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In a school book it is written

Dramatic Irony or Irony of situation: It involves a situation in a play or story in which the audience knows the reality which the speaker or character is ignorant of.

Shakespeare’s tragedies, Macbeth and Hamlet abound in scenes which provide good examples of dramatic irony.

As far as my reading of Macbeth is concerned, I couldn’t find anything like “which the audience knows the reality which the character is ignorant of”. The scene where Macbeth hallucinates and sees Banquo sitting at the feast could be called “which the audience knows the reality ….” but it isn’t that ironical (because for me something is ironical if it involves the opposite of what is being said or expected) and Lady Macbeth and others quite aware of reality. Can someone please explain what the book’s author had in mind when he made such a statement that Macbeth was a good example of dramatic irony?

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    Please provide a more specific reference than "in a school book." Could you give us the title, etc. of said book? Thanks.
    – verbose
    Feb 14 at 1:54
  • @verbose: See here, page 114 Mar 16 at 8:19
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Three examples of dramatic irony in Macbeth.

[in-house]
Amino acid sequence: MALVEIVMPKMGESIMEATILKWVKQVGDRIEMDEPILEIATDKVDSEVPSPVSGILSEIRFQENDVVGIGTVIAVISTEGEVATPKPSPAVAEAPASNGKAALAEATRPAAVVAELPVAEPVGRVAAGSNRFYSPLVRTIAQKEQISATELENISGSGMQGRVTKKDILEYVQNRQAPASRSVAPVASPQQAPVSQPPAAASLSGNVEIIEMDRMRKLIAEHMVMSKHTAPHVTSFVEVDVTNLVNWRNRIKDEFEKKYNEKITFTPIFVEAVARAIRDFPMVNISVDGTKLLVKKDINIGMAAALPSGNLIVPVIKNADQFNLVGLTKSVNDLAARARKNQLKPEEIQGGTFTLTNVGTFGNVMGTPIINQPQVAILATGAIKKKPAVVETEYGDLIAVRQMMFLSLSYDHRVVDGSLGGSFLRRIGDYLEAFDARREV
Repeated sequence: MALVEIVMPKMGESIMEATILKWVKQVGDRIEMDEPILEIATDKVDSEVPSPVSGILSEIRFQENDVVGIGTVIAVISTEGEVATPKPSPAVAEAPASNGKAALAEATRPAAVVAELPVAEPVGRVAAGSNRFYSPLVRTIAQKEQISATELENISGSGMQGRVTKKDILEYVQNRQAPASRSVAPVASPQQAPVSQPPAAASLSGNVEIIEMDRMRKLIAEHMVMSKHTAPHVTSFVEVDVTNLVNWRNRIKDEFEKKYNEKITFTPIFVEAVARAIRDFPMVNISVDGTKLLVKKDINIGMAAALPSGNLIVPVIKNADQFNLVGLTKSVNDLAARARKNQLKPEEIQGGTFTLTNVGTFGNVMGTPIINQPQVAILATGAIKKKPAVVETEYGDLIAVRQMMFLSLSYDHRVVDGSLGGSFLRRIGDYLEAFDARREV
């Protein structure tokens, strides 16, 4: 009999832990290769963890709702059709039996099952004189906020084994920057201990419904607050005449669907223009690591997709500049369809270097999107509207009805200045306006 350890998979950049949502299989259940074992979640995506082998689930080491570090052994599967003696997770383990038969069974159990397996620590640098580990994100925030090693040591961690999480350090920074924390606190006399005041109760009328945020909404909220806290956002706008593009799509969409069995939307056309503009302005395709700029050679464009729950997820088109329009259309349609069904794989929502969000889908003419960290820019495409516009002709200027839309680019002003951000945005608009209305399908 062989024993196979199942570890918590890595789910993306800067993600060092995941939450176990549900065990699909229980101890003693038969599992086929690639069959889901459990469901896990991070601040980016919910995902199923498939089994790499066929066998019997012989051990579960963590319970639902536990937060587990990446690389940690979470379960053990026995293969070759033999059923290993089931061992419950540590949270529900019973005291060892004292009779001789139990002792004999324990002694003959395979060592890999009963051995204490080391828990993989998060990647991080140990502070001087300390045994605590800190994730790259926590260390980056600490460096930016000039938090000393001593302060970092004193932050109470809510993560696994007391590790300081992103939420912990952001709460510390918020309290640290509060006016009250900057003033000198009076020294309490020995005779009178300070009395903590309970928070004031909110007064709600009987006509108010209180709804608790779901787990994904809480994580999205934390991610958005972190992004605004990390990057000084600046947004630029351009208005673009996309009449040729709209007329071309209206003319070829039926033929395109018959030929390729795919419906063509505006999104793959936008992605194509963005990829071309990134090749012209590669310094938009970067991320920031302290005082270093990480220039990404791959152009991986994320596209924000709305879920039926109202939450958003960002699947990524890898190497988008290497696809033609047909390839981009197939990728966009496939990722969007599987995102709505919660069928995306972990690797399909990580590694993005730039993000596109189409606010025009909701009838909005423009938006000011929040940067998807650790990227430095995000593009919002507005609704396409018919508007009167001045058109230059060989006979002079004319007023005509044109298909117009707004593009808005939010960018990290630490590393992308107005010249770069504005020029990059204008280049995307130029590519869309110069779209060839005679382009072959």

1. In act I scene VI, Duncan visits Macbeth’s castle at Inverness and shows no signs of apprehension.

    Duncan. This castle hath a pleasant seat. The air
    Nimbly and sweetly recommends itself
    Unto our gentle senses.

    But the audience knows that Macbeth and Lady Macbeth are planning to murder Duncan.

  2. In act II scene III, Macduff arrives at the castle and asks Macbeth to take him to the king.

    Macduff. Is the King stirring, worthy thane?

    Macbeth. Not yet.

    Macduff. He did command me to call timely on him.
    I have almost slipp’d the hour.

    But the audience knows that Macbeth has already murdered Duncan.

  3. In act II scene IV, Macduff tells Ross that Duncan was killed by his own servants on the orders of Malcolm and Donalbain.

    Ross. Is’t known who did this more than bloody deed?

    Macduff. Those that Macbeth hath slain.

    Ross. Alas, the day!
    What good could they pretend?

    Macduff. They were suborn’d.
    Malcolm and Donalbain, the King’s two sons,
    Are stol’n away and fled; which puts upon them
    Suspicion of the deed.

    But the audience knows that none of this is true.

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The other one I'm going to add is not a major one but it's before the banquet scene. Lady Macbeth scolds Macbeth for not being able to move on from their crimes.

"what's done is done."

We, as the audience, already know Macbeth has already taken action to kill Banquo. Macbeth decides to hide his plans from her. This also shows a change in their relationship.

"Be innocent of the knowledge, dearest chuck."

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  • Could you give an exact act/line citation?
    – bobble
    Oct 9 at 1:54

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